responsible for the Dabhol tsunami of 1524. The results of According to Ambraseys and Melville (1982), large
run-up modeling reveal that a large earthquake and oceanic waves were produced perhaps by ocean storms
tsunami in the MSZ is capable of producing considerable near Gwadar in December 1897. The waves delivered
wave heights in the far eld. Hence, as shown in Table 2, hundreds of tons of sh to the Makran coast and caused
we include this event in the list of Makran tsunami as a serious damage in coastal areas. Although Ambraseys and
probable tsunami with a condence factor of 1. Also, the Melville (1982) have stated that the possible cause of the
type of the tsunami source is considered to be an 1897 event was ocean storms, we doubt if ocean storms
earthquake because a tsunami with large run-up in the could cause the death of a large number of sh. Since we
far eld is far more difcult to explain with a landslide were unable to nd any evidence for a large earthquake at
source than with an earthquake source (Synolakis and that time, and considering the presence of many active
Okal, 2005). volcanoes all along the Makran, it is possible that the
extensive sh kill could be attributed to the emissions of
4.4. The Kutch tsunami of 1819 and 1845 poisonous gases from these volcanoes. Historical records of
sh deaths due to volcanic activities in this region have
Some of the Indian Ocean tsunami catalogs reported two been noted by others. A good example of this sort is:
tsunami in the Kutch region dated 16 June 1819, and 19
June 1845. The Kutch region is fairly close to the MSZ From: I. Walton, the director of Makran coast and
(Fig. 3), and hence, it is possible to conjecture that they submarine telegraph, To: the Secretary of Government,
were originated from the MSZ. However, our research on Bombay. Date: Kurrachee, 27th August 1864 y. On
the source mechanisms of these events suggests that the one occasion, about twelve months ago, when coming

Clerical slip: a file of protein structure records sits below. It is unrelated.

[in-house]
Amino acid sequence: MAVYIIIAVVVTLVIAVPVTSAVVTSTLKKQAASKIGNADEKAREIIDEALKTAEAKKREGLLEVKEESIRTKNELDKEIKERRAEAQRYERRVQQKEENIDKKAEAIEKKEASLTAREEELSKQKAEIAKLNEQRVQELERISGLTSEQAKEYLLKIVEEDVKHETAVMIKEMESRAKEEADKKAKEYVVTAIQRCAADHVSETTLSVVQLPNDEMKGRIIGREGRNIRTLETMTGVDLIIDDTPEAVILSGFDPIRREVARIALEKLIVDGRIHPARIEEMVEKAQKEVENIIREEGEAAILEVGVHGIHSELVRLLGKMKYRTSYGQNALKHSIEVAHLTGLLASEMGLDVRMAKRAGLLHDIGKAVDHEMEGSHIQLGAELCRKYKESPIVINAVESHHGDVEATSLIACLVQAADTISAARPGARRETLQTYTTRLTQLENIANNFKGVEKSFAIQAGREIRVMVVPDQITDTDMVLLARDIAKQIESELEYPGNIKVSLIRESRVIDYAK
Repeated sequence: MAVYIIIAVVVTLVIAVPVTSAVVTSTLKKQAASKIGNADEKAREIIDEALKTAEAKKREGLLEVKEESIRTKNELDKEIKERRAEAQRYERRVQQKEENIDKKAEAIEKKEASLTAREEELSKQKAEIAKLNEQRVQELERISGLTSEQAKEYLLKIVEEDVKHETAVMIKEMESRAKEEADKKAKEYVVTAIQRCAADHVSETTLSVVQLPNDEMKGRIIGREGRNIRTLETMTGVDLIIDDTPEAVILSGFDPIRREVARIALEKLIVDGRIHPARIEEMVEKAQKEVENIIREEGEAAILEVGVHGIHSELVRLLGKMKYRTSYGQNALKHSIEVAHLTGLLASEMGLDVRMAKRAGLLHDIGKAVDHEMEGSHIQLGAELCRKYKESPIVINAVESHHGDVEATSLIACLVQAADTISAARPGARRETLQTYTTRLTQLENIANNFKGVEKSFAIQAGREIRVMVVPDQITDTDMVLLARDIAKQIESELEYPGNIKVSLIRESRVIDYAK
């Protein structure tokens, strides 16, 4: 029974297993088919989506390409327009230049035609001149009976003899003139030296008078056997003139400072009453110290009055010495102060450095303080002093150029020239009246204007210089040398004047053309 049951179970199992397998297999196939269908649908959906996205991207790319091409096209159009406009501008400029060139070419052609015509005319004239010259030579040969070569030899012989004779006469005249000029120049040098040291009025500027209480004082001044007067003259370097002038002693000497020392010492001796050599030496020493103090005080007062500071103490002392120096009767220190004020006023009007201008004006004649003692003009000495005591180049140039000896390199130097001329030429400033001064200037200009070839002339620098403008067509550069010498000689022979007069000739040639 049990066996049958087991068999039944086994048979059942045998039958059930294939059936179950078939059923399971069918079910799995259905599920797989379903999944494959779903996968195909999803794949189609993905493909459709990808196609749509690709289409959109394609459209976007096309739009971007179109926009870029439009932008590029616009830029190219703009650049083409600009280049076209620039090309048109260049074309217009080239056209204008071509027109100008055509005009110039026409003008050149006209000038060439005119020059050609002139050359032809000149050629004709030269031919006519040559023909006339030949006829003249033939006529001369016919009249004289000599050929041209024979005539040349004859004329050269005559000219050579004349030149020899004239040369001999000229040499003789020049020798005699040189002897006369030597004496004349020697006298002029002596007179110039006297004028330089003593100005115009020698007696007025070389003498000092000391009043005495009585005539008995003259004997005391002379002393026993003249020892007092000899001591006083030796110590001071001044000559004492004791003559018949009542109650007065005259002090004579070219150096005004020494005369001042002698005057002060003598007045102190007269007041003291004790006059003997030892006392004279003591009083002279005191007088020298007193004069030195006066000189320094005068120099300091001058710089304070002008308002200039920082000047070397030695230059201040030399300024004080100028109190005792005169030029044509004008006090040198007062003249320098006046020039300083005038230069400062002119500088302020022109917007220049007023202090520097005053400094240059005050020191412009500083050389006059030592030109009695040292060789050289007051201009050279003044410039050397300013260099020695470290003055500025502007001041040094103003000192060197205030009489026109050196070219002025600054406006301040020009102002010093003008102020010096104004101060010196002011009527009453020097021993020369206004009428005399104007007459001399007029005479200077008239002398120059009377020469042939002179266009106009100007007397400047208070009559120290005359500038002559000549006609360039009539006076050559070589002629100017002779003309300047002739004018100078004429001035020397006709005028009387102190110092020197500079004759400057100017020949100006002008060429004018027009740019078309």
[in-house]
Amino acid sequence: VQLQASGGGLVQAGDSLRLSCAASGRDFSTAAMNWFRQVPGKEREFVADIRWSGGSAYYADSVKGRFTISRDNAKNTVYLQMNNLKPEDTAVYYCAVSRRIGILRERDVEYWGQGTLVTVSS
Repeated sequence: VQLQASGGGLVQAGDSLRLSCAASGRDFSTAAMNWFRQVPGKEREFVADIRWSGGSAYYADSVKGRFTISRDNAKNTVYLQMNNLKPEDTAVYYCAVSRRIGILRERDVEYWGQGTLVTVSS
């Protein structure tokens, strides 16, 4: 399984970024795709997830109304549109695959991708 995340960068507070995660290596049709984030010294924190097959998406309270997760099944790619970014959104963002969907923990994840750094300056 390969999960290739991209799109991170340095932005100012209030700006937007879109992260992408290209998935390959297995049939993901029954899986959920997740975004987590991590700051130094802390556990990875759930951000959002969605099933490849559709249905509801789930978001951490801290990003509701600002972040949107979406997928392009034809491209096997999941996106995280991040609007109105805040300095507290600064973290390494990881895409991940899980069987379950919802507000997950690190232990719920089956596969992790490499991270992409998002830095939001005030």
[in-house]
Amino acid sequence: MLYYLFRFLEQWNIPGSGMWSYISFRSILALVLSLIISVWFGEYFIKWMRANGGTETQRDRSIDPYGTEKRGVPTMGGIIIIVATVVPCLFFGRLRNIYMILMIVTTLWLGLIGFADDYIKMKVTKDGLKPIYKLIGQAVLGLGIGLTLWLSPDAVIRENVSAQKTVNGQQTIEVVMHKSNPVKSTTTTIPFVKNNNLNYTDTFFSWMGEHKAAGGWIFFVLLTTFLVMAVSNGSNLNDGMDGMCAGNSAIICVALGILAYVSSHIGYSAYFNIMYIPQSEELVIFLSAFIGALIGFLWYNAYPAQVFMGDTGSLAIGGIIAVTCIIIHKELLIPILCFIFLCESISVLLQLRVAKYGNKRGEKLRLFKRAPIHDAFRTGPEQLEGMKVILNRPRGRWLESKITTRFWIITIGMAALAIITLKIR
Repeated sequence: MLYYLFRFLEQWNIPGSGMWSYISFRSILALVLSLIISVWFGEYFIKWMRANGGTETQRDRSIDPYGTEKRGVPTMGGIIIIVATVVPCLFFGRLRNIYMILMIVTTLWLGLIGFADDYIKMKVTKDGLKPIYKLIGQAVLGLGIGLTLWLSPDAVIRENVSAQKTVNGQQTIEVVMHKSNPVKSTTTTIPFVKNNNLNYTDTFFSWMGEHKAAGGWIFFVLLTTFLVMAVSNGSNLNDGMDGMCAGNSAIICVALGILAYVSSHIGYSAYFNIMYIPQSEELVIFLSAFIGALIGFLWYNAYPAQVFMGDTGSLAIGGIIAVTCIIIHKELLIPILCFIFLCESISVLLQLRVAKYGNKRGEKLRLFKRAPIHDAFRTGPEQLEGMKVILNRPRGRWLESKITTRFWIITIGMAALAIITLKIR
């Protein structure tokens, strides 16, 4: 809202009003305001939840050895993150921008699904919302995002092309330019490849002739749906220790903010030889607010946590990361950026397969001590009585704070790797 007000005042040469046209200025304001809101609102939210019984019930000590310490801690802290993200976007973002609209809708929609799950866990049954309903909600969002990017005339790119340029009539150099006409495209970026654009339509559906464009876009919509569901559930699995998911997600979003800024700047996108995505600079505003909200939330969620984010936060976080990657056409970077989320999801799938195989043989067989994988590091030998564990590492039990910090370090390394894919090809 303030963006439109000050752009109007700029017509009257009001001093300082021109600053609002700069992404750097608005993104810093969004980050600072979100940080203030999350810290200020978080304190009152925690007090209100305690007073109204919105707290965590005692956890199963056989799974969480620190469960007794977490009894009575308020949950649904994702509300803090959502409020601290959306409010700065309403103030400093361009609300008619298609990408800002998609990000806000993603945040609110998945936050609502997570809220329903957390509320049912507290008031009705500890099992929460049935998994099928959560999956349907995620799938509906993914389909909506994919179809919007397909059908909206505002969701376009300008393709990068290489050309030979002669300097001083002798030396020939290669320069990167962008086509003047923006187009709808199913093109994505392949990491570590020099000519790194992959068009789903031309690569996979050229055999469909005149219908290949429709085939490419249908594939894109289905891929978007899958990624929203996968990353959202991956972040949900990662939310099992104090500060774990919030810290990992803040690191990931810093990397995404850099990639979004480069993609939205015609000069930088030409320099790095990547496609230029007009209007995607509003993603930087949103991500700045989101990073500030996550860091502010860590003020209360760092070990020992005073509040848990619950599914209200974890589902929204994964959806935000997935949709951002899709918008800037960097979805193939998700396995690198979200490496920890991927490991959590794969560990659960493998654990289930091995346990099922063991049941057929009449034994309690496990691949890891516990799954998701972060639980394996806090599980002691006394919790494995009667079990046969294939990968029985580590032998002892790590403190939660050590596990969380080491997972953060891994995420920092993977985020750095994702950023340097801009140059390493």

Fig. 3. Areas affected by the Makran tsunami of 1945 in the MSZ and reported run-up heights along the various coasts.
Author's personal copy

780 M. Heidarzadeh et al. / Ocean Engineering 35 (2008) 774786

into Kurrachee from Guadur in the gun-boat Clyde, we Volcanic activity was reported by Pendse (1946) during
passed through many miles of sea literally covered with the 1945 Makran earthquake. He reported the formation of
bodies of dead sh of every size and description. At the two uncharted islets in the approximate position of 25170 N
time I felt condent that these sh had been destroyed and 641150 E. Berninghausen (1966) reported that wave
by some sub-marine volcano emitting noxious and heights were about 4050 ft (1215 m) at both Pasni and
deadly gases, for there was a most unpleasant smell Ormara, and 6.5 and 4.5 ft in Mumbai and Karachi,
and a large emission of gas from the mud volcanoes on respectively. Ambraseys and Melville (1982) reported that
shore y (Walton, 1864). the tsunami wave height was of approximately 45 m in
Pasni, about 1.5 m in Karachi, and 2 m in Mumbai. Also,
they reported that the tsunami caused extensive ooding of
4.6. The Makran tsunami of 1945
low-lying areas in Iranian coastline, but no details were
Possibly the second deadliest tsunami in the Indian
According to Murty and Bapat (1999), the tsunami was
Ocean region occurred on 28 November, 1945 off the
also observed at Muscat and Gwadar, and reached a height
southern coast of Pakistan which killed more than 4000
of about 11 m in Kutch. The run-up height was reported to
people (Heck, 1947). The Makran tsunami of 1945 is the
have been about 4050 ft (1215 m) by Snead (1966).
rst instrumentally recorded tsunami in this region and
According to Snead (1966), two small rocky islands were
therefore is assigned a condence factor of 3. This tsunami
formed off the Makran coast as a result of the 1945
is the only event in the MSZ for which information about
earthquake. Based on Page et al. (1979), the 1945 tsunami
the earthquake magnitude and run-up heights in different
reached a height of about 710 m along parts of the
coasts is available.
Makran coast. Also, they reported that four mud-
Using seismic waves recorded at the New Delhi and
volcanoes, rising 830 m above the Arabian Sea, were
Bombay stations (presently known as Mumbay or Mum-
formed as a result of the earthquake. There was a time lag
bai), Pendse (1946) measured a Richter magnitude of 6.65
of about 23 h between the rst and second tsunami waves.
for the 1945 earthquake. However, this magnitude estimate
The second wave was larger than the rst (Pendse, 1946;